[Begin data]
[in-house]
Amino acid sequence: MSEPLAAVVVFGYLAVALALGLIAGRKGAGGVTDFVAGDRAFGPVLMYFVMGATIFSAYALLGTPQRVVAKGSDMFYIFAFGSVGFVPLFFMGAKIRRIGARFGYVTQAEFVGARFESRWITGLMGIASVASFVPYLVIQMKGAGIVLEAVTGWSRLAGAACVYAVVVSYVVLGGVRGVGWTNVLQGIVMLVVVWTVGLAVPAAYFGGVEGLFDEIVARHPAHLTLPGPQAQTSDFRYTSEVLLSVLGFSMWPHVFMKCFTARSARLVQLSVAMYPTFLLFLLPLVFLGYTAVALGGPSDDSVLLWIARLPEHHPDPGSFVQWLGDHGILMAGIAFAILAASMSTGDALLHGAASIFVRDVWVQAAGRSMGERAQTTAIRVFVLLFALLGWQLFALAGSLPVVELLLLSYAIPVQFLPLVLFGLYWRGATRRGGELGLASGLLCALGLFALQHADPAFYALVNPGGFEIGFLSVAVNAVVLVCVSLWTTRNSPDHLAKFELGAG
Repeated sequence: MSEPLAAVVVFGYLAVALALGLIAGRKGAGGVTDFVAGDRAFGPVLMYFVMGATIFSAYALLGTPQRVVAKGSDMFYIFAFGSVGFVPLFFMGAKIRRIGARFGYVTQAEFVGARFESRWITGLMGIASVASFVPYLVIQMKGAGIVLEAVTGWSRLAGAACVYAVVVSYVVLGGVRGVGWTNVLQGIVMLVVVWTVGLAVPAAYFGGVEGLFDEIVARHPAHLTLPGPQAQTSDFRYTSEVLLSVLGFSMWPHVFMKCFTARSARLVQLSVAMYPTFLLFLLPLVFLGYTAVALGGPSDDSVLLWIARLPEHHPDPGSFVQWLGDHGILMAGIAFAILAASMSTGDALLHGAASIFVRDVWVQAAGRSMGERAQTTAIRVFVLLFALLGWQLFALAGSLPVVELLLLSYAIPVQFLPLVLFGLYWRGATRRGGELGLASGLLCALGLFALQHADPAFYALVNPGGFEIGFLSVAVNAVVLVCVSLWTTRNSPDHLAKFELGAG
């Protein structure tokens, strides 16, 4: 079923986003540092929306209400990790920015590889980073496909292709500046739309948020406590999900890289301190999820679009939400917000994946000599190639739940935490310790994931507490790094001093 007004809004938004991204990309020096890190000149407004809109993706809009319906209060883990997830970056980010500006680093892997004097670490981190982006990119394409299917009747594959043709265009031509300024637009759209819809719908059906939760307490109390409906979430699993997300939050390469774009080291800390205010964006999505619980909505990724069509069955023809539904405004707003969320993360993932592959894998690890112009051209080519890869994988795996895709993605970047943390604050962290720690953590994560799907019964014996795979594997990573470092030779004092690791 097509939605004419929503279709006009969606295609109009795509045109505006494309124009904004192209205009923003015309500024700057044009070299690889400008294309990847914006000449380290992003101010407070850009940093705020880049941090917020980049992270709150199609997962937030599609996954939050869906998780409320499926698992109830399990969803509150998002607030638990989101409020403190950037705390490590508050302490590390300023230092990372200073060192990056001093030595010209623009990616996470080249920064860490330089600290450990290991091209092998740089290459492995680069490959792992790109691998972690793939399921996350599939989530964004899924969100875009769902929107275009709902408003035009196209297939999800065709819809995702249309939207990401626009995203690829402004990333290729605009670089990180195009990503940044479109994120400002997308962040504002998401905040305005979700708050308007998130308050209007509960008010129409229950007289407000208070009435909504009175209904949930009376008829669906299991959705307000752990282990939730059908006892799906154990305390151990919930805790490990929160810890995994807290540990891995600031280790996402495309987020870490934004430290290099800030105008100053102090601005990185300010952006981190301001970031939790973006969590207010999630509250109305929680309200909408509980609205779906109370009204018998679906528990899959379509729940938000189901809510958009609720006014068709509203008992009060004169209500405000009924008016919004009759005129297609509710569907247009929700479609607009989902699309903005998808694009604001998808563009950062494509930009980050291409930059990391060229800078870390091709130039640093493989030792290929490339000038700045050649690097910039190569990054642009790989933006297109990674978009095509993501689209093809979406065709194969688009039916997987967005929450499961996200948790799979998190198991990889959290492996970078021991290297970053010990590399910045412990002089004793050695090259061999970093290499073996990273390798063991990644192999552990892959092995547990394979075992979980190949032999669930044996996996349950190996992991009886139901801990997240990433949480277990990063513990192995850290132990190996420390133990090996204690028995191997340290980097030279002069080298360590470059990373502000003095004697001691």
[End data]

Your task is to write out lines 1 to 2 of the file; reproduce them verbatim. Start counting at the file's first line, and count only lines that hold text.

[in-house]
Amino acid sequence: MSEPLAAVVVFGYLAVALALGLIAGRKGAGGVTDFVAGDRAFGPVLMYFVMGATIFSAYALLGTPQRVVAKGSDMFYIFAFGSVGFVPLFFMGAKIRRIGARFGYVTQAEFVGARFESRWITGLMGIASVASFVPYLVIQMKGAGIVLEAVTGWSRLAGAACVYAVVVSYVVLGGVRGVGWTNVLQGIVMLVVVWTVGLAVPAAYFGGVEGLFDEIVARHPAHLTLPGPQAQTSDFRYTSEVLLSVLGFSMWPHVFMKCFTARSARLVQLSVAMYPTFLLFLLPLVFLGYTAVALGGPSDDSVLLWIARLPEHHPDPGSFVQWLGDHGILMAGIAFAILAASMSTGDALLHGAASIFVRDVWVQAAGRSMGERAQTTAIRVFVLLFALLGWQLFALAGSLPVVELLLLSYAIPVQFLPLVLFGLYWRGATRRGGELGLASGLLCALGLFALQHADPAFYALVNPGGFEIGFLSVAVNAVVLVCVSLWTTRNSPDHLAKFELGAG